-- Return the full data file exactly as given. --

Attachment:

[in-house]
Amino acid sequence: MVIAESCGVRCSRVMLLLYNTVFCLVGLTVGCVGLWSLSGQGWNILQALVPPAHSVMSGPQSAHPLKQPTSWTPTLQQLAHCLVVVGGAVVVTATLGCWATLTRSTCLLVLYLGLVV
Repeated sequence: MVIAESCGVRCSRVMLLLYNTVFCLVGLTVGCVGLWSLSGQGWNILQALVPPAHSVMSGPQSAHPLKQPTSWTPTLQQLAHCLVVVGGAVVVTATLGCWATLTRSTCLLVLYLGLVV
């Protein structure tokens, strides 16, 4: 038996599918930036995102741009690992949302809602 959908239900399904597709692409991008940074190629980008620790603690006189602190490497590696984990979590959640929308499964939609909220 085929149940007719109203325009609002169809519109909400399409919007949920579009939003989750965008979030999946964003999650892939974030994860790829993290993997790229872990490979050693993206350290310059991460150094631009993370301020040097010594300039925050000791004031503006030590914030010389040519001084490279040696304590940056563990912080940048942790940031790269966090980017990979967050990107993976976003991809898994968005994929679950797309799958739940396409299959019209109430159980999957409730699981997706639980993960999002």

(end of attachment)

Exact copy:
[in-house]
Amino acid sequence: MVIAESCGVRCSRVMLLLYNTVFCLVGLTVGCVGLWSLSGQGWNILQALVPPAHSVMSGPQSAHPLKQPTSWTPTLQQLAHCLVVVGGAVVVTATLGCWATLTRSTCLLVLYLGLVV
Repeated sequence: MVIAESCGVRCSRVMLLLYNTVFCLVGLTVGCVGLWSLSGQGWNILQALVPPAHSVMSGPQSAHPLKQPTSWTPTLQQLAHCLVVVGGAVVVTATLGCWATLTRSTCLLVLYLGLVV
């Protein structure tokens, strides 16, 4: 038996599918930036995102741009690992949302809602 959908239900399904597709692409991008940074190629980008620790603690006189602190490497590696984990979590959640929308499964939609909220 085929149940007719109203325009609002169809519109909400399409919007949920579009939003989750965008979030999946964003999650892939974030994860790829993290993997790229872990490979050693993206350290310059991460150094631009993370301020040097010594300039925050000791004031503006030590914030010389040519001084490279040696304590940056563990912080940048942790940031790269966090980017990979967050990107993976976003991809898994968005994929679950797309799958739940396409299959019209109430159980999957409730699981997706639980993960999002």